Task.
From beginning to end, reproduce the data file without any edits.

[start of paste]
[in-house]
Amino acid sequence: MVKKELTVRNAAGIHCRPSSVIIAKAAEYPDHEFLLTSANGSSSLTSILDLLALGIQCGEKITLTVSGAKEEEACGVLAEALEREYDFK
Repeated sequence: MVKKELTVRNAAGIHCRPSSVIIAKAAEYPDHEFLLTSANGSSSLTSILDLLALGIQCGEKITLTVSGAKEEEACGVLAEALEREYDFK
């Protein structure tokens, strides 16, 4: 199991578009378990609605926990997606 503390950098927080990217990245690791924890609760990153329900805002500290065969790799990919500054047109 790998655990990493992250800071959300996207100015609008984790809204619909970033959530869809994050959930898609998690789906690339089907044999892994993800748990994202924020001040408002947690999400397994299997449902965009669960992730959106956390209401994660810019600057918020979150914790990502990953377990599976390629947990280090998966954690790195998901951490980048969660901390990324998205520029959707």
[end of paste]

[in-house]
Amino acid sequence: MVKKELTVRNAAGIHCRPSSVIIAKAAEYPDHEFLLTSANGSSSLTSILDLLALGIQCGEKITLTVSGAKEEEACGVLAEALEREYDFK
Repeated sequence: MVKKELTVRNAAGIHCRPSSVIIAKAAEYPDHEFLLTSANGSSSLTSILDLLALGIQCGEKITLTVSGAKEEEACGVLAEALEREYDFK
């Protein structure tokens, strides 16, 4: 199991578009378990609605926990997606 503390950098927080990217990245690791924890609760990153329900805002500290065969790799990919500054047109 790998655990990493992250800071959300996207100015609008984790809204619909970033959530869809994050959930898609998690789906690339089907044999892994993800748990994202924020001040408002947690999400397994299997449902965009669960992730959106956390209401994660810019600057918020979150914790990502990953377990599976390629947990280090998966954690790195998901951490980048969660901390990324998205520029959707």